In 1941, Hofner signed a recording contract with Okeh. During World War II, he and his band were hired by the Burt "Foreman" Phillips chain of dance halls to perform around Los Angeles under the name Dolph Hofner and His San Antonians. Some of his hits during this period were "Alamo Rag", Cotton-Eyed Joe", and "Jessie Polka".[citation needed] Despite his relative success, he failed to have his contract renewed and he returned to Texas. Sponsored by Pearl Beer in 1950, he formed the Pearl Wranglers, performing at KTSA in San Antonio with a musical mix of swing, country, rockabilly, and polka. They recorded for the obscure Sarg label.

Among the Czech-American songs they recorded, many with the original Czech lyrics, are the "Happy Go Lucky Polka", "The Prune Waltz", "Julida Polka", "Green Meadow Polka", "Barbara Polka", and "Farewell to Prague" ("Kdyz Jsme Opustili Prahu"). In order to accommodate their sponsor, Pearl Beer, the Hofners recorded the original version of "Farewell to Prague", which had been known in the old country, instead of the more recent Czech-American "Shiner Beer Polka", the same song with the word "Prague" ("Prahu") changed to "Shiner". This avoided the implied reference to rival Spoetzl Brewery in Shiner, Spoetzl's being closely identified with the "Shiner Beer Polka". But the brothers could not resist inserting a joke in Czech at the end of the recording. When one of the Hofners asks the other to "give me a dark beer" ("Daj mne cervene pivo"), Spoetzl's Shiner Bock being the most well-known dark beer in Texas at that time, the other brother firmly replies, "No!" ("Ne!").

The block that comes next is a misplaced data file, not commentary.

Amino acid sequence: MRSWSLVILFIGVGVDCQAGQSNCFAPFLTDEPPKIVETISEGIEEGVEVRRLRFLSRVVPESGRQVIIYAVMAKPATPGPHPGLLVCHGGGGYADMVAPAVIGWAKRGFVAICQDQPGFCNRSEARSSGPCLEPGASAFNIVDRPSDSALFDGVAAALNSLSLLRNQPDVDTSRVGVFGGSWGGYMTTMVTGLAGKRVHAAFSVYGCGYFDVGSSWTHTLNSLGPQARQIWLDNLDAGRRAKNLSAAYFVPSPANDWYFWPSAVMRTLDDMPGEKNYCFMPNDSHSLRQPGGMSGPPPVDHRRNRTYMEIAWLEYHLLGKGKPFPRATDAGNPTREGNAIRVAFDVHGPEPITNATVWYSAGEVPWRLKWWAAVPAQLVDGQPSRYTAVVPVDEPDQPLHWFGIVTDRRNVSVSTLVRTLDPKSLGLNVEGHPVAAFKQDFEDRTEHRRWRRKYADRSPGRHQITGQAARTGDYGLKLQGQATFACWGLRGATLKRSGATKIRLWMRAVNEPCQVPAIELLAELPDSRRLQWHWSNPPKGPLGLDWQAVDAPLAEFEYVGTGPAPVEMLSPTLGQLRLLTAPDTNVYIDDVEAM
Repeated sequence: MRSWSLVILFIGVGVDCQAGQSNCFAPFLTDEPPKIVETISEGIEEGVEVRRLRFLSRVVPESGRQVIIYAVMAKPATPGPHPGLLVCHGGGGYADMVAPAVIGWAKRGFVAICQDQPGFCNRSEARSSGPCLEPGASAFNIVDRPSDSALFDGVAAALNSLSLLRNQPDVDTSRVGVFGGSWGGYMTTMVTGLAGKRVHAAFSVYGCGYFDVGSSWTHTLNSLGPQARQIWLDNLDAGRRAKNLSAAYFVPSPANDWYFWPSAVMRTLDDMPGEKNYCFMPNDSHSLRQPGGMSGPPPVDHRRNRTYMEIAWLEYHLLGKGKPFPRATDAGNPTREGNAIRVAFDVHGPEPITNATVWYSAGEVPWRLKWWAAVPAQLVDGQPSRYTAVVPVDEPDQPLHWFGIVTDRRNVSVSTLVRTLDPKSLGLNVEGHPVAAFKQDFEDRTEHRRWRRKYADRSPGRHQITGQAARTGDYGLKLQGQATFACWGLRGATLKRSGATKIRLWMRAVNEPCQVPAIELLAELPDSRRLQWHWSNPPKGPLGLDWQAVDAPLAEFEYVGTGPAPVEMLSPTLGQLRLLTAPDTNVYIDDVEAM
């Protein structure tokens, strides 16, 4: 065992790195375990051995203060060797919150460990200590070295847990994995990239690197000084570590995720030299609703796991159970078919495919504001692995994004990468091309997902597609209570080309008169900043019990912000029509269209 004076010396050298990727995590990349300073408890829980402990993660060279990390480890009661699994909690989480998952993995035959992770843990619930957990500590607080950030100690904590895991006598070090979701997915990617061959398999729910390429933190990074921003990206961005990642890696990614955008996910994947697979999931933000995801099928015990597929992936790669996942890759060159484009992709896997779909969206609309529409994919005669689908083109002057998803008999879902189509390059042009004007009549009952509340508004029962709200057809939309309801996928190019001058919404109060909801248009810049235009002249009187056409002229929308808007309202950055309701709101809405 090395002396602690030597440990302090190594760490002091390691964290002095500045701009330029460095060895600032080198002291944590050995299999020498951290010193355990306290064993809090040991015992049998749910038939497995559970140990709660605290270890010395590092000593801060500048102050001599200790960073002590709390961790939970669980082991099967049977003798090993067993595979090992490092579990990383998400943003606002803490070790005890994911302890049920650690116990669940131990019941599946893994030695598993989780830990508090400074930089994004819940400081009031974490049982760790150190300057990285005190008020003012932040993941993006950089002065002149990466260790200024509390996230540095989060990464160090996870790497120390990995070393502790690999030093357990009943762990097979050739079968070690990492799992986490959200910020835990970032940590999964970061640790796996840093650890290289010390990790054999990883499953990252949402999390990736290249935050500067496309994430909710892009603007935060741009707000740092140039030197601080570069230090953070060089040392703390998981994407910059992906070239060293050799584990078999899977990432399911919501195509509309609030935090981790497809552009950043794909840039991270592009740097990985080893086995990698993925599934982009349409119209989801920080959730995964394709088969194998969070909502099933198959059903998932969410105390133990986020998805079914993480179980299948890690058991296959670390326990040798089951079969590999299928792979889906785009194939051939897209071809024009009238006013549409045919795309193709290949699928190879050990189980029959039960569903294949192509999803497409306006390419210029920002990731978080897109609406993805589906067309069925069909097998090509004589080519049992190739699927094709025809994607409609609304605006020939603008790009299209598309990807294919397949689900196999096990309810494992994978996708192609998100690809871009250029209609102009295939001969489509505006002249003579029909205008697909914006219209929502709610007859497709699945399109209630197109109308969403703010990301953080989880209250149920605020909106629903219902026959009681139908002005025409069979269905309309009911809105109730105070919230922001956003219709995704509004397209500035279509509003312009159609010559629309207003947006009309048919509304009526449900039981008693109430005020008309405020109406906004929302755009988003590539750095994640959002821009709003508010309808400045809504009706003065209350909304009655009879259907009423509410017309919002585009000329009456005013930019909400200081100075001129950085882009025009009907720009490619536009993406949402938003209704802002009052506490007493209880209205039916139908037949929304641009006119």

In the mid-1980s, Hofner and the Pearl Wranglers were filmed at 'The Farmer's Daughter' dance hall for the British Channel 4 series "The A to Z of C & W". Hofner's career ended in 1993 when he suffered a stroke. He died in June 2000.[7]

Discography[edit]

  • Dude Ranch Dances (Columbia H-13 [4-disc 78rpm album set], 1949; Columbia HL-9017 [10"], 1950)
  • German Folk Dances (Imperial FD-541 [10"], 1954)
  • Country and Western Dance-O-Rama, No. 4 (Decca DL-5564 [10"], 1955)